Rivers’ citation: “For conspicuous gallantry and intrepidity at the risk of his life above and beyond the call of duty: Staff Sergeant Rivers distinguished himself by extraordinary heroism in action during 16-19 November 1944, while serving with Company A, 761st Tank Battalion. On 16 November 1944, while advancing toward the town of Guebling, France, Staff Sergeant Rivers' tank hit a mine at a railroad crossing. Although severely wounded, his leg slashed to the bone, Staff Sergeant Rivers declined an injection of morphine, refused to be evacuated, took command of another tank, and advanced with his company into Guebling the next day. Repeatedly refusing evacuation, Staff Sergeant Rivers continued to direct his tank's fire at enemy positions beyond the town through the morning of 19 November 1944. At dawn that day, Company As' tanks advanced toward Bourgaltoff, their next objective, but were stopped by enemy fire. Captain David J. Williams, the Company Commander, ordered his tanks to withdraw and take cover. Staff Sergeant Rivers, however, radioed that he had spotted the German antitank positions: "I see 'em. We'll Fight'em!" Staff Sergeant Rivers, joined by another Company A tank, opened fire on enemy tanks, covering Company A as they withdrew. While doing so, Staff Sergeant Rivers' tank was hit, killing him and wounding the rest of the crew. Staff Sergeant Rivers' fighting spirit and daring leadership were an inspiration to his unit and exemplify the highest traditions of military service.”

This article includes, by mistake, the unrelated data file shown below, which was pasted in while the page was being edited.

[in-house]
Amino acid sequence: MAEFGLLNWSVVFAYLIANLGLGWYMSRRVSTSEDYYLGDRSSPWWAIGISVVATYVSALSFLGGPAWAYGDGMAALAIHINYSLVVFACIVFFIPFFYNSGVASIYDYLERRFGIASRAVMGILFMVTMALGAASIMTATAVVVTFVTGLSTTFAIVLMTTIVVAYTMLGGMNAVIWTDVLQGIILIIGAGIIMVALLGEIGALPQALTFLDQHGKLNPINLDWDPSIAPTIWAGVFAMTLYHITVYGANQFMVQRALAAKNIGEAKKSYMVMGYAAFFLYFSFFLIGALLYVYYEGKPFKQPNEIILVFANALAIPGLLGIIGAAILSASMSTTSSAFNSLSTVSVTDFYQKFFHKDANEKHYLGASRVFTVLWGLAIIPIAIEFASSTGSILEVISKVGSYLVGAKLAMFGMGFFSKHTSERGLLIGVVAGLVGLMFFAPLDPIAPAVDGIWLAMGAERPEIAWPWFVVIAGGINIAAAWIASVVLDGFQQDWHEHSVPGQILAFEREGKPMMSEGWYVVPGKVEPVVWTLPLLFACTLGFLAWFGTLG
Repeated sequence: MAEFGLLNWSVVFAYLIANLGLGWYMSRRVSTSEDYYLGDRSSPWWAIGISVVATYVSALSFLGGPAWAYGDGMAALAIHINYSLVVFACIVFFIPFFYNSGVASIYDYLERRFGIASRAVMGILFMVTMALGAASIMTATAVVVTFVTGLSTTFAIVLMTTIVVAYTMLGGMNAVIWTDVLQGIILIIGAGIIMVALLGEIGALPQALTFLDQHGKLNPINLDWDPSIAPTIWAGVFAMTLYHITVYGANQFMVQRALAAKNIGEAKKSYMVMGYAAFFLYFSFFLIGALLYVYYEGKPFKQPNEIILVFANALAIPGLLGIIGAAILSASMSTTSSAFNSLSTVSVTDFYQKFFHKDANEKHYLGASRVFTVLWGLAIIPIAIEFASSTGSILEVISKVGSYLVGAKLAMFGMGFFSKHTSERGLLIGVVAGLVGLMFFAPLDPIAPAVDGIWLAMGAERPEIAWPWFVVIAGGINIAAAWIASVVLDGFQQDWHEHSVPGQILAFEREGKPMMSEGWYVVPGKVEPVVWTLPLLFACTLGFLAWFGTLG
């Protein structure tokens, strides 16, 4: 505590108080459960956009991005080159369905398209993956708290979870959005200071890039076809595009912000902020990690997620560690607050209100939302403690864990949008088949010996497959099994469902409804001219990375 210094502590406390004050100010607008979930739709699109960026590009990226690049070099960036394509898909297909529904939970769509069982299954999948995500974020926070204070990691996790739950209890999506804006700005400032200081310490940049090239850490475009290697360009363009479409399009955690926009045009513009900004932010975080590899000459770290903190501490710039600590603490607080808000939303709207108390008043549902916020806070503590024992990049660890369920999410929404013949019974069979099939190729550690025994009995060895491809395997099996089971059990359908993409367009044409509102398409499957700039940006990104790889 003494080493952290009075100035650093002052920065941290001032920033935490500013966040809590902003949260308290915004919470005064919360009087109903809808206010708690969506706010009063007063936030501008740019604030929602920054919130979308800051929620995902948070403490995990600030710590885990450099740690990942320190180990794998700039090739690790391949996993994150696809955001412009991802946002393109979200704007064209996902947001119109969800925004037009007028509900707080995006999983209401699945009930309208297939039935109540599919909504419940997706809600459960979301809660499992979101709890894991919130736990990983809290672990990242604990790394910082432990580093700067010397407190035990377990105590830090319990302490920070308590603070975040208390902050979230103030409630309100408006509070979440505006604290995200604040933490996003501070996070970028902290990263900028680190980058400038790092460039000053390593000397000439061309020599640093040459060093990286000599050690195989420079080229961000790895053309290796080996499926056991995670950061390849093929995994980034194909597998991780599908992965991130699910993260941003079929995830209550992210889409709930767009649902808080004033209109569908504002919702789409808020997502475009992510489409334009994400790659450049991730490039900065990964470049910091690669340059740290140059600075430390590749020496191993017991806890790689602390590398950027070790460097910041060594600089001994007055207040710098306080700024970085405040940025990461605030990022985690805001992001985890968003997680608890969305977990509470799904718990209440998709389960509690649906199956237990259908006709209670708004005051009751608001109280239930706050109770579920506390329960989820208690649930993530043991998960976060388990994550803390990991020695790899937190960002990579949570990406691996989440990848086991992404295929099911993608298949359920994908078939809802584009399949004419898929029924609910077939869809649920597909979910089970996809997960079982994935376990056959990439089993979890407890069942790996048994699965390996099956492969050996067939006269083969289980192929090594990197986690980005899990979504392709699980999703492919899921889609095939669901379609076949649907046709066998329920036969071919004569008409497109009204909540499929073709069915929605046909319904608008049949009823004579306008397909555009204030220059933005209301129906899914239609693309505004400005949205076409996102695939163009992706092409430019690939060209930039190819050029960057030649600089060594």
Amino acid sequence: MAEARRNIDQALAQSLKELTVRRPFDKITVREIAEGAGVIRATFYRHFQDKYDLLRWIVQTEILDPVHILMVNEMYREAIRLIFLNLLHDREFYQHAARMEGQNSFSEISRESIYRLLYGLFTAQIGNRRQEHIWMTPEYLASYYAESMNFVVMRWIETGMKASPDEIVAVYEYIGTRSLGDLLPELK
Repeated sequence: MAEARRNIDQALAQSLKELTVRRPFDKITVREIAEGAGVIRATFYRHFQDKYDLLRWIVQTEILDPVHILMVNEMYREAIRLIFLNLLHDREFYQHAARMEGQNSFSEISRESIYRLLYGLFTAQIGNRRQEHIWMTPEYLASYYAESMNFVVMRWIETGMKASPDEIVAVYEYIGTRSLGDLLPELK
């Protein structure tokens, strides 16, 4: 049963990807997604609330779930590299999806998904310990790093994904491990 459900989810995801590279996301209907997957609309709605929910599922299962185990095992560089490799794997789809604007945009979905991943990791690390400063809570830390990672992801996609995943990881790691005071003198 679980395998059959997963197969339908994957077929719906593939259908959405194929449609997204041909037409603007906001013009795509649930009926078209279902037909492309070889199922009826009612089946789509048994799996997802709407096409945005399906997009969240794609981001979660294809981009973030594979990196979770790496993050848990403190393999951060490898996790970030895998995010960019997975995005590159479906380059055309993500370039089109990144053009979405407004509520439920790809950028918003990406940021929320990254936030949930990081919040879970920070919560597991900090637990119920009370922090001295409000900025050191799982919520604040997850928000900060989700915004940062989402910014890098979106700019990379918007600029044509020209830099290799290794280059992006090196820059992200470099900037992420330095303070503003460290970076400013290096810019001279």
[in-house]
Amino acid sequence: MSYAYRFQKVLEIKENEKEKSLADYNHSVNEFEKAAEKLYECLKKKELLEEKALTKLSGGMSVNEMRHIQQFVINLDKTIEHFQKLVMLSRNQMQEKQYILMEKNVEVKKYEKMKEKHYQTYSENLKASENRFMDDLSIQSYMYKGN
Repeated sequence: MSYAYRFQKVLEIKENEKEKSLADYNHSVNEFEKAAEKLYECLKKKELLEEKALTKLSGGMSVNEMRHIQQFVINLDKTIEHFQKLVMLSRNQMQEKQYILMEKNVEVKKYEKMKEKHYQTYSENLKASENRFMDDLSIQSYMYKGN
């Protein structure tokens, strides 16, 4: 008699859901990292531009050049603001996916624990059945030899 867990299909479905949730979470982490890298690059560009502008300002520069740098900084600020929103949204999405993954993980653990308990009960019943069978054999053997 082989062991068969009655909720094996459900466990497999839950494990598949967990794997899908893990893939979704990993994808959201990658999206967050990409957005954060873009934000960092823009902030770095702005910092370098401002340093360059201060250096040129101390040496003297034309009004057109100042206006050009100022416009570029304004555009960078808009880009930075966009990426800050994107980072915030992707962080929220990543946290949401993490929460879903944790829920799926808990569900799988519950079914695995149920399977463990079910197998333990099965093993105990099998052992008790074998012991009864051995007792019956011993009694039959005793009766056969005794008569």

Pfc. Willy F. James (WWII)
|On April 7, 1945, James was serving as an infantry scout in a white unit, as segregation began to break down toward the end of the war due to the pressing need for infantry replacements. After observing the enemy and leading a squad in an assault near Lippoldsberg, Germany, James was killed by enemy machine gun fire while helping his fatally wounded platoon leader. He was posthumously awarded the Distinguished Service Cross. He is buried at Netherlands American Cemetery (Plot P, Row 9, Grave 9).